Common Ground/Rogerian Argument
The introduction of Common Core State Standards was designed to help K-12 students master key language arts and mathematics skills through narrative nonfiction compared to fiction that has primarily focused on self-expression. Supporters of the Common Core State Standards argue that the use of fiction in languages arts has limited students’ skills in language arts and mathematics for students in grades-k12 because the fiction focuses on improving self-expression (Bezbradica et al. 83). Overly focus on self-expression limits students’ authenticity and competitiveness in the labor market, given that self-expression does not influence one’s competitiveness in the labor market (Hodge et al. 75). To avoid overreliance on self-expression created through fiction, which focuses on hypothetical characters, a common core standard has been introduced to improve students’ language arts and mathematics skills in K-12 through narrative nonfiction (Chlebuch et al. 168).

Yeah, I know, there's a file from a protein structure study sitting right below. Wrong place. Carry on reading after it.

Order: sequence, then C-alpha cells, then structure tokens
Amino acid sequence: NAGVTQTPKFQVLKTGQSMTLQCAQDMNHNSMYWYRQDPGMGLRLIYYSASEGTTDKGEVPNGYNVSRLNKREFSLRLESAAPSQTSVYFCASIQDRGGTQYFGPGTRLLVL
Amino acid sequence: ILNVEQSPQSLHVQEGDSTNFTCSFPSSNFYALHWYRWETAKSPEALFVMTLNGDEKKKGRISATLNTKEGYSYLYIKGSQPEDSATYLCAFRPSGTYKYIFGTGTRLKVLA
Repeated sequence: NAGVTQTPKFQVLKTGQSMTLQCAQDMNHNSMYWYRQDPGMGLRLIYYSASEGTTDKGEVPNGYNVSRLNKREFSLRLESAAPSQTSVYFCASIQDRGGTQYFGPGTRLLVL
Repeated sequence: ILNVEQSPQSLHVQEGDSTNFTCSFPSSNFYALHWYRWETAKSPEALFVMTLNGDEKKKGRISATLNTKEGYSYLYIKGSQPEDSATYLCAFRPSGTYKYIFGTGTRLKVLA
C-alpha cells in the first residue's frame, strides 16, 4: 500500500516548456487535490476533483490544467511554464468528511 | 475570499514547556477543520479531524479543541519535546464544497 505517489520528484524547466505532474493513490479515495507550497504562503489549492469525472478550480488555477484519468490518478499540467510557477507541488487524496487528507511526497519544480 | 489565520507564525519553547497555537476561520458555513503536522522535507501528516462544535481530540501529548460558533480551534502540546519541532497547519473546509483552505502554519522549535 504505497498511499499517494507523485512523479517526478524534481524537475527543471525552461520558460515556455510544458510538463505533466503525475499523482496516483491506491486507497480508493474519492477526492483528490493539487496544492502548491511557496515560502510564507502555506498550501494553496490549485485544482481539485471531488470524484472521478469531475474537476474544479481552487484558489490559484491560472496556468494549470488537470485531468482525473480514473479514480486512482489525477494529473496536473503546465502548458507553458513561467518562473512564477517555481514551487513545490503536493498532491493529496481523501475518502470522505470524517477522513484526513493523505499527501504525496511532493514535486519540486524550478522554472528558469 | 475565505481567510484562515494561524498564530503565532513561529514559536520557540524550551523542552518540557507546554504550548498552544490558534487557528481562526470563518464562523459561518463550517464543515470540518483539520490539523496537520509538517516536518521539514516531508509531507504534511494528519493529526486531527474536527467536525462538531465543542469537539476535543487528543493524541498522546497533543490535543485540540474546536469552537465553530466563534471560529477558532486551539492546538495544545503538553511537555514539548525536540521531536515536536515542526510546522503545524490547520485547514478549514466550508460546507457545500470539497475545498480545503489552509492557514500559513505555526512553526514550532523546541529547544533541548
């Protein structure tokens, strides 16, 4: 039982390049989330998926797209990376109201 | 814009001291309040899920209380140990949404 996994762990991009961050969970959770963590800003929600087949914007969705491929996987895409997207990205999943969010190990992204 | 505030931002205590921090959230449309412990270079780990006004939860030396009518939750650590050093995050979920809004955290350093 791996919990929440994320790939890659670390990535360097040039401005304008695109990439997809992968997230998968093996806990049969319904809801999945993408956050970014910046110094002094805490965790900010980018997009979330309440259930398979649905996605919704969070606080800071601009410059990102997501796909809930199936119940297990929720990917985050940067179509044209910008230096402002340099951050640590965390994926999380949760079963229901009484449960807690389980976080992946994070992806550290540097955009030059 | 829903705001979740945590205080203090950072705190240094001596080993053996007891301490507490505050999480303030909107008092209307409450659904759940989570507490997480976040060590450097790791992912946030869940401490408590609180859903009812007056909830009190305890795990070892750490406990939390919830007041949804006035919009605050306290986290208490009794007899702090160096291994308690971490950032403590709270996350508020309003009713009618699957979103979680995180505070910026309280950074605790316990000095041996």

Scholars have supported narrative notification to improve k-12 students' literacy skills in languages arts and mathematics over fiction, given the limited focus on reality. Narrative fiction is based on real-life stories about real people or events containing stylistic basics akin to those depicted more in fiction (Bezbradica et al. 85). However, unlike fiction, narrative nonfiction entails in-depth research compared to convectional new reportage given its creative flexibility (Chlebuch et al. 167). To be a narrative writer, he or she must make deliberate efforts to conduct an in-depth investigation on the topic or areas of interest to accurately present the facts or details in present facts or details in a literary way. In turn, this could play an important role in improving k-12 students’ skills in language arts and mathematics compared to fiction where the focus is placed on self-expression that could limit their creativity or acquisition of relevant skills required in the labor market or practical life (Hodge et al. 79).